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This GameSpy piece is one of many interviews I conducted with Nintendo living legend, Shigeru Miyamoto.
I first met Miyamoto in 1994, as Nintendo prepared for the release of Donkey Kong Country, a game created by Rare Ltd. Based on a character created by Miyamoto. The following year, I was privileged to interview him in Japan, at the unveiling of the Nintendo 64. In the years that followed, I generally interviewed Mr. Miyamoto three or four times per year. I would interview him at E3 and on visits to Japan. He was always friendly and interesting to meet with.
For those of you who are too young to remember Howard Cosell, he was probably the most famous television sports reporter of all-time. I think he was destined to be successful, but his career was greatly advanced because of his relationship with Muhammad Ali. Ali gave Cosell constant access and fed him enough colorful quotes to keep them both in the limelight. Miyamoto did that for me. I was able to interview him often and curiosity about what Miyamoto had to say kept my career going strong.
If Shigeru Miyamoto had succeeded in the movie industry the way he has in video games, he would be bigger than Spielberg. If he enjoyed his current level of success as a rock star, his albums sales would more than quadruple those of Michael Jackson and the Beatles combined.
But Shigeru Miyamoto is a game designer. He may be the most photographed man at E3, but in non-gaming society, Miyamoto can still go to McDonalds without being recognized.
Miyamoto, the genius behind most of Nintendo’s biggest games, was in a candid mood when he met with GameSpy at E3. He spoke openly about games he has supervised, games he has worked on, and what he thinks of other people’s games.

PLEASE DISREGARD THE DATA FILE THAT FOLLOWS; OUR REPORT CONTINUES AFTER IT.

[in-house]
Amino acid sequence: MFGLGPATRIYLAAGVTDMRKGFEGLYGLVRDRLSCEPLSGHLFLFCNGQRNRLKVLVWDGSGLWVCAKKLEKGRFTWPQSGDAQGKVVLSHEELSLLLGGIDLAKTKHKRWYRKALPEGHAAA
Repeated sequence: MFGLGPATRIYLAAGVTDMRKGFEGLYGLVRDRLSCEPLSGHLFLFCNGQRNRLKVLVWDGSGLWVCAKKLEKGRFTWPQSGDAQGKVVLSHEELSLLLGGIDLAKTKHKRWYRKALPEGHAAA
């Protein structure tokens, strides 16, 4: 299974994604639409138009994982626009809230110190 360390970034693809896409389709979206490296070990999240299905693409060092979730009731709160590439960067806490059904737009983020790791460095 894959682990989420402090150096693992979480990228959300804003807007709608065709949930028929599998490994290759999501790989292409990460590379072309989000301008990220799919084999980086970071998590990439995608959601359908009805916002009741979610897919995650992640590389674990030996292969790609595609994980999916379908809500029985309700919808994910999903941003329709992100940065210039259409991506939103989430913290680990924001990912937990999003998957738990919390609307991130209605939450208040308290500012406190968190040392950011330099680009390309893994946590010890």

GS: In past interviews, you have said that you are working on 100 Marios. Will that game be released on GameCube?
Miyamoto: (Laughs) I am still working on it.
The 100 Marios that we showed at Spaceworld, that was really just a concept-level idea. It was an experiment that we did based on some ideas that I had, so it is hard to say just what form we will launch that in. Some of the ideas that we developed out of that were used in Pikmin.
GS: Are you working directly on any games these days?
Miyamoto: I am putting a lot of my focus on some of the connectivity titles that we are working on.
Obviously, our development teams back at EAD are working on our franchise titles that we are releasing. I leave that to them and I focus on new ideas and the connectivity ideas that we are working on.
GS: How much further can Nintendo take Game Boy Advance/GameCube connectivity?
Miyamoto: What we are trying to do with connectivity is to show developers that there are other ways that games can move in besides the trend of making them prettier, more complicated, and more in depth. I really like the idea of trying to use connectivity to create simpler gameplay that is easily understood by people who are not hardcore gamers.
GS: Mario Sunshine did not sell especially well. Neither did Sly Cooper or Jak and Daxter. What has happened to the platform game genre?
Miyamoto: In the case of Mario Sunshine, I think that we could have made the game a lot more interesting if we had worked harder on it.
GS: Surely it was not a matter of working hard. Was it a question of time or effort?
Miyamoto: Obviously, because of the concept of Mario Sunshine, there was a need to release the game during the summer. Based on that, you could say that we started the game a little later than we should have.